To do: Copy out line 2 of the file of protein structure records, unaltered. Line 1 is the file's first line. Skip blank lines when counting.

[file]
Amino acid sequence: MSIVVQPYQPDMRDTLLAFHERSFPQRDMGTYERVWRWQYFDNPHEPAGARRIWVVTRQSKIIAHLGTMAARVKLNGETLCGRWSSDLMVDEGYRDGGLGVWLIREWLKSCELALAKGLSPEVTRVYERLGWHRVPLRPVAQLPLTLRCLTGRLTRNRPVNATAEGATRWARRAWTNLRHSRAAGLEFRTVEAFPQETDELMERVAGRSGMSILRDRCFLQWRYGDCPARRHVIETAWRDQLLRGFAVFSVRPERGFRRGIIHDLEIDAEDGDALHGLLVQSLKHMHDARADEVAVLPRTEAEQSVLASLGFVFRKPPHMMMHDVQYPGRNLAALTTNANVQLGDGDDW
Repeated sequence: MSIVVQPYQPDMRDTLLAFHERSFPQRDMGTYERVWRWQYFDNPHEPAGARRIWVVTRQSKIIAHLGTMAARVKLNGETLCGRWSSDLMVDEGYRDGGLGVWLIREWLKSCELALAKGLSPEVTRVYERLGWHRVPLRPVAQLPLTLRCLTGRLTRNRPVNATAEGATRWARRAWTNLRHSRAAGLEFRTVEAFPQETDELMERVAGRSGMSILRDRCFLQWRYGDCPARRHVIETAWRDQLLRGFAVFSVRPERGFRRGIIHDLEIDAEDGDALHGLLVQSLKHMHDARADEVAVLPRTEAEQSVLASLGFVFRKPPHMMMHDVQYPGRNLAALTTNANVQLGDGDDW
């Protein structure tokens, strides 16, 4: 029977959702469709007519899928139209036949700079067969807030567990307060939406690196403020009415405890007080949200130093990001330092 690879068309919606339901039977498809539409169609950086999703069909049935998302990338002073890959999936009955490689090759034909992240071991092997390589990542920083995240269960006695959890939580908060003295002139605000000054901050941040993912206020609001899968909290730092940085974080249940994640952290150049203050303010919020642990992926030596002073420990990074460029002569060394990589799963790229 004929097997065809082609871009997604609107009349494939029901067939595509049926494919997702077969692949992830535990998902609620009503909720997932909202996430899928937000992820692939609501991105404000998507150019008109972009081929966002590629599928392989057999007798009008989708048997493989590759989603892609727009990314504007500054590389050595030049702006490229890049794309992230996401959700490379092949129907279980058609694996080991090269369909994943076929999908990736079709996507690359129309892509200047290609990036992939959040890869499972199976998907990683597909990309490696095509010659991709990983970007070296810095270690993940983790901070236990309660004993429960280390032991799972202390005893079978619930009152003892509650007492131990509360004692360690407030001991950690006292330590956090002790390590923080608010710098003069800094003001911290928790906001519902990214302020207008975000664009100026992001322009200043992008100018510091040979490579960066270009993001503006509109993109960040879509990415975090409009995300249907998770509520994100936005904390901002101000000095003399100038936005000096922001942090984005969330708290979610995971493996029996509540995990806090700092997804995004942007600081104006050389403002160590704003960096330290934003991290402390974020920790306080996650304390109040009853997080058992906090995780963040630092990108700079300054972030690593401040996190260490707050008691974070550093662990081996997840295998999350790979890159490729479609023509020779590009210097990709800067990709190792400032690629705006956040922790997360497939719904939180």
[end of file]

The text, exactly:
Repeated sequence: MSIVVQPYQPDMRDTLLAFHERSFPQRDMGTYERVWRWQYFDNPHEPAGARRIWVVTRQSKIIAHLGTMAARVKLNGETLCGRWSSDLMVDEGYRDGGLGVWLIREWLKSCELALAKGLSPEVTRVYERLGWHRVPLRPVAQLPLTLRCLTGRLTRNRPVNATAEGATRWARRAWTNLRHSRAAGLEFRTVEAFPQETDELMERVAGRSGMSILRDRCFLQWRYGDCPARRHVIETAWRDQLLRGFAVFSVRPERGFRRGIIHDLEIDAEDGDALHGLLVQSLKHMHDARADEVAVLPRTEAEQSVLASLGFVFRKPPHMMMHDVQYPGRNLAALTTNANVQLGDGDDW